ESAB Knowledge center.
How Does the Oxy-fuel Cutting Process Work?
May 6, 2014
- Most cost efficient process for carbon steel cutting.
- Can be combined with plasma, or waterjet on the same part.
ESAB's experience with oxy-fuel cutting dates back to 1907.
Oxy-fuel cutting is a chemical reaction between pure oxygen and steel to form iron oxide. It can be described as rapid, controlled rusting. Preheat flames are used to raise the surface or edge of the steel to approximately 1800°F (bright red color). Pure oxygen is then directed toward the heated area in a fine, high pressure stream. As the steel is oxidized and blown away to form a cavity, the preheat and oxygen stream are moved at constant speed to form a continuous cut.
Only metals whose oxides have a lower melting point than the base metal itself can be cut with this process. Otherwise as soon as the metal oxidizes it terminates the oxidation by forming a protective crust. Only low carbon steel and some low alloys meet the above condition and can be cut effectively with the oxy-fuel process.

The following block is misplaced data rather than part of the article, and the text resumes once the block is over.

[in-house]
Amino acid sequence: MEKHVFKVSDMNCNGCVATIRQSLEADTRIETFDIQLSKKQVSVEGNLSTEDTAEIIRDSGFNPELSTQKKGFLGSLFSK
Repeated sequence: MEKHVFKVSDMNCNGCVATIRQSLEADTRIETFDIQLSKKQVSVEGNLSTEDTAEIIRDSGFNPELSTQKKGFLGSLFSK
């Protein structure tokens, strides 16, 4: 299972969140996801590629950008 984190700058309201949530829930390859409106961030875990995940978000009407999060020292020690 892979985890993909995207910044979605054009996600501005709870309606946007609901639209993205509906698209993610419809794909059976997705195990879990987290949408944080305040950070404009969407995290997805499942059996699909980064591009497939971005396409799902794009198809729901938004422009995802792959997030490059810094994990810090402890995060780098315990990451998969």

A quality oxy-fuel cut has the following characteristics:
- Square top corner (with minimum radius)
- Cut face flat top to bottom (no undercut)
- Cut face square with respect to top surface
- Clean smooth surface with near vertical drag lines, and
- Little to no slag on bottom edge (easily removed by scraping)
For detailed information about how to achieve better cut quality with oxy-fuel cutting, download the free PDF file below: